June 16, 2024


Interior Of The Road

The Best Treadmills 2022

Whether you’re setting up a state-of-the-art home gym or just looking to invest in one machine for an at-home workout whenever you’re in the mood, treadmills are one of the hottest commodities on the exercise market. They’re something you can dedicate space to in the corner of your living room, or—if you’re lucky—dedicate an entire room to. Walking or jogging on a treadmill is an efficient way to stay fit, and having one inside your own home eliminates the need for a trip to the gym or miles spent outside in the elements (aka the excuses that keep you from getting your sweat on). No matter what your goals or the space you have to achieve them, the best treadmills for any routine can be found at the tips of your fingers.

The vast number of machines out there—from affordable picks to high-tech models—can be overwhelming, but below, you’ll find nine of the very best treadmills for home use that’ll save you a trip to the gym. There are also some top-rated models that didn’t make our category picks, but they’re still solid contenders worth a look, too. And if you’re looking for one other piece of home exercise to round out your workouts, consider adding one of the best workout mirrors to your workspace as well.

Best Treadmill Overall

A Highly Rated Option That Runners (And Walkers) Can’t Get Enough Of

Dimensions: 78 L x 37.6 W x 62.8 H inches | Maximum user capacity: 350 pounds | Speed range: 0.5 to 12 mph | Incline range: 0 to 15%

Nautilus is a respected brand that has a wealth of experience making exercise gear. The T616 demonstrates that with a solidly built treadmill that should stand up to many years of use. It has a 3.5 CHP motor and a 20-by-60 inch running path with a StrikeZone cushioning system, which softens impact in front and helps propel your kickoff at the back. All together, it adds up to a quieter mechanism that redirects your body’s force to a more energetic workout. You can take it up to 12 mph and simulate hilly runs with an incline of up to 15%.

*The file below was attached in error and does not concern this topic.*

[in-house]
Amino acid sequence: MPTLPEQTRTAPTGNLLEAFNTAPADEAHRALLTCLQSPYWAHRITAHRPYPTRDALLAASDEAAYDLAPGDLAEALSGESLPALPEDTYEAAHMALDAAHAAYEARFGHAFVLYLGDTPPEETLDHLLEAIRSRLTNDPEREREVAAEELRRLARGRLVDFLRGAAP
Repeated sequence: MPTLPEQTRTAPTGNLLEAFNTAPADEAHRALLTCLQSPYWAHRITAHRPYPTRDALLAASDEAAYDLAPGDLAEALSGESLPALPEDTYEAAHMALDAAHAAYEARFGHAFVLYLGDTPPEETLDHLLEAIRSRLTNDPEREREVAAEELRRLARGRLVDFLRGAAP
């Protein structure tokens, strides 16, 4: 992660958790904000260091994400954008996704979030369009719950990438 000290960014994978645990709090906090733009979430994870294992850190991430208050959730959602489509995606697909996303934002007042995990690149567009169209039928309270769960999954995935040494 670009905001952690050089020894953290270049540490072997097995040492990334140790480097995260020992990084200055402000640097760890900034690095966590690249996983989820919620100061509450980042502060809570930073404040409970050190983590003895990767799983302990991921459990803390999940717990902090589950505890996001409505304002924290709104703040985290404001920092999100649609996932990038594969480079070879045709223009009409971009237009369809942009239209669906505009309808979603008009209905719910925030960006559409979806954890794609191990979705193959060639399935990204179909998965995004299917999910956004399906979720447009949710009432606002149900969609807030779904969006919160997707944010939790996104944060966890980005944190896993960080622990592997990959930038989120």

The treadmill doesn’t have the sort of large LCD display which appears to be all the rage these days, but the digital controls are large and easy to use—an important feature when you need to make adjustments in the middle of a run. It comes with a wireless heart rate chest strap as well. The system uses Bluetooth to sync with the Nautilus mobile app which includes an “Explore the World” feature—you can go on a virtual jog at dozens of locations around the globe, and the first-person video adapts to your running speed.

Bottom line: The Nautilus T616 hits all the right notes and is consequently very much in demand, which is why it often goes out of stock.

  • Pros: Powerful motor, solid build, shock-absorbing cushioning system
  • Cons: No built-in monitor

Best Value Treadmill

An Entry Level Model That Works For Most People

Dimensions: 70 L x 34 W x 55 H inches (Folded: 46 L x 34 W x 61 H inches) | Maximum user capacity: 300 pounds | Speed range: 0.5 to 10 mph | Incline range: 0 to 10%

While you can certainly find less expensive treadmills, the Horizon Fitness T101 is the best intersection of price and features. It’s a somewhat small treadmill at just 20-by-55 inches, but it still offers the essential specs that most will probably want. It’s powered by a modest 2.25 CHP motor and offers speeds up to 10 mph and an incline up to 10%. Heart rate is measured through the hand grips, and a small cooling fan helps keep you from melting on hot workout days. There’s an easy-to-use command center console and Bluetooth connectivity that lets you play audio from your phone through built-in speakers. And the treadmill comes with about 30 pre-set workouts programs.

Despite offering all those basics, it still manages to fold up—similar to the way the ProForm SMART Pro 2000 folds up, though perhaps not as efficiently—so it can take up less space when not in use. Still, it’s hard to beat the price tag, especially now that it’s 35% off.